Statutory factors to be taken into consideration when applying the interests of justice test in JP Court cases

This section considers the statutory tests to be applied when determining whether it is in the interests of justice to make summary criminal legal aid available in JP Court cases.

There is likely to be a loss of liberty or livelihood

You may consider that a custodial sentence is likely upon conviction.  If this is likely, you should address why in your application for legal aid. We will consider that the statutory factor is met in the following circumstances:

  • the offence itself may be of such a serious nature that a custodial sentence will be appropriate
  • a number of convictions for similar offences may mean a custodial sentence is likely. A previous custodial sentence for a similar offence may make a further custodial sentence highly likely
  • the particular sentencing practices of a court may be relevant
  • the applicant may be on bail for another matter or currently on an order imposed in a previous case, such as a Community Payback Order.

The statutory factor will not be met if:

  • there is merely a possibility of a custodial sentence, or by simply stating that imprisonment is a competent sentence
  • the application states that, although the original charge is a non-imprisonable offence, there is a bail aggravation and custody is likely. This is not the case: a non-imprisonable offence does not become imprisonable if there is a bail aggravation included in the complaint
  • the applicant has previous convictions but they relate to non-analogous offences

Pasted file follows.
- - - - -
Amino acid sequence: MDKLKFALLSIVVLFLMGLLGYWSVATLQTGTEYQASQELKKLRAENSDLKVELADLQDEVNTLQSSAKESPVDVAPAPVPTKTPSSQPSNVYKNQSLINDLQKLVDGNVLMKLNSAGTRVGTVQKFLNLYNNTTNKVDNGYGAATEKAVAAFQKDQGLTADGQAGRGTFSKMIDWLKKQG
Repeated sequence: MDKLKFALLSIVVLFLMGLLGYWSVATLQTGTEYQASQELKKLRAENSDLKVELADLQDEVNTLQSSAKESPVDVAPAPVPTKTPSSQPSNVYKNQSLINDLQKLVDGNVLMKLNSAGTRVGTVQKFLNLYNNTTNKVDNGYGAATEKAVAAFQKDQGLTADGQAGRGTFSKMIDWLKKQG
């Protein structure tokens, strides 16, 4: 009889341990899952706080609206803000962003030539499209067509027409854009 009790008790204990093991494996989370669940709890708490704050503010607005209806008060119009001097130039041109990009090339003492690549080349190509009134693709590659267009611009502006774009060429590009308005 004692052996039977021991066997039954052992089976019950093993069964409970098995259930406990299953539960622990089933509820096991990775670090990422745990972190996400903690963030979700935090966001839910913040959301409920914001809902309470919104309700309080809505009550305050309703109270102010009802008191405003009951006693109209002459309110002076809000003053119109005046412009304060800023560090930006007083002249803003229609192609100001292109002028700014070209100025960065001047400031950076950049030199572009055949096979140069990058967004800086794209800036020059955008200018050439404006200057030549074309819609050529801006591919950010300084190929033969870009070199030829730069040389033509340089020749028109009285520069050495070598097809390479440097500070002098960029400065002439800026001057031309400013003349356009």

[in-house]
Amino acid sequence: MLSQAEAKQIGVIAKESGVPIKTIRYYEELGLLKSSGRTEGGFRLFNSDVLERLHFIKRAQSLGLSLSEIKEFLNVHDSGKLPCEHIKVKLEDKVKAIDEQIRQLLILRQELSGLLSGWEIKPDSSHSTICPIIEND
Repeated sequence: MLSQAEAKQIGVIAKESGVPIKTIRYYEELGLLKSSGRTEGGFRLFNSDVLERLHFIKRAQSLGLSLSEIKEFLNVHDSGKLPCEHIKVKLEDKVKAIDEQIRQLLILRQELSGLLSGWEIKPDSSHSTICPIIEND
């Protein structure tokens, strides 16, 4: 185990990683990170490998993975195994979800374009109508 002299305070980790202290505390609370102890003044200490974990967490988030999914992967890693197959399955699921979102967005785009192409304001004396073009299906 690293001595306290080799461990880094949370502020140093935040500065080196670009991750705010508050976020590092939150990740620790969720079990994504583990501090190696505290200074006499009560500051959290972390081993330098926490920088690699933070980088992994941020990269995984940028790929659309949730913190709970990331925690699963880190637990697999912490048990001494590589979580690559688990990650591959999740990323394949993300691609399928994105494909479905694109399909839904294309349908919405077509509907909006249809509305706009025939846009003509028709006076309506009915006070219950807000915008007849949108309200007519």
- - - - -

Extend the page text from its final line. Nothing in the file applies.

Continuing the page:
• custody is not likely in the event of conviction because the applicant has no recent, analogous convictions
  • the application states that the applicant will be sentenced to custody if found guilty of a non imprisonable road traffic offence. Schedule 2 of the Road Traffic Offenders Act 1988 lists the relevant penalties apply to each.

Where loss of livelihood is thought to be likely, you should provide detailed information in support of this. We will consider that the statutory factor is met in the following circumstances:

  • your client is an unemployed taxi or bus driver seeking work, who could be seriously affected by a conviction leading to the loss of their driving licence
  • your client has good prospects of employment which would be jeopardised by a conviction
  • your client’s existing employment is likely to be lost, due to the attitude of the employer to a conviction
  • your client’s livelihood depends on possession of a type of licence, and the effect of a conviction on that licence, or on an application for renewal of the licence, has been made clear.

If your client has been unemployed for some time and is taking no positive steps to seek work, we are unlikely to consider this to be a factor.

We will also consider factors outside of employment where a conviction may adversely affect your client where there are likely to be other effects of conviction such as damage to reputation, blighting career prospects, psychological trauma, emigration or travel difficulties, potential loss of tenancy or inability to find a mortgage, impact on caring responsibilities such as contact with children.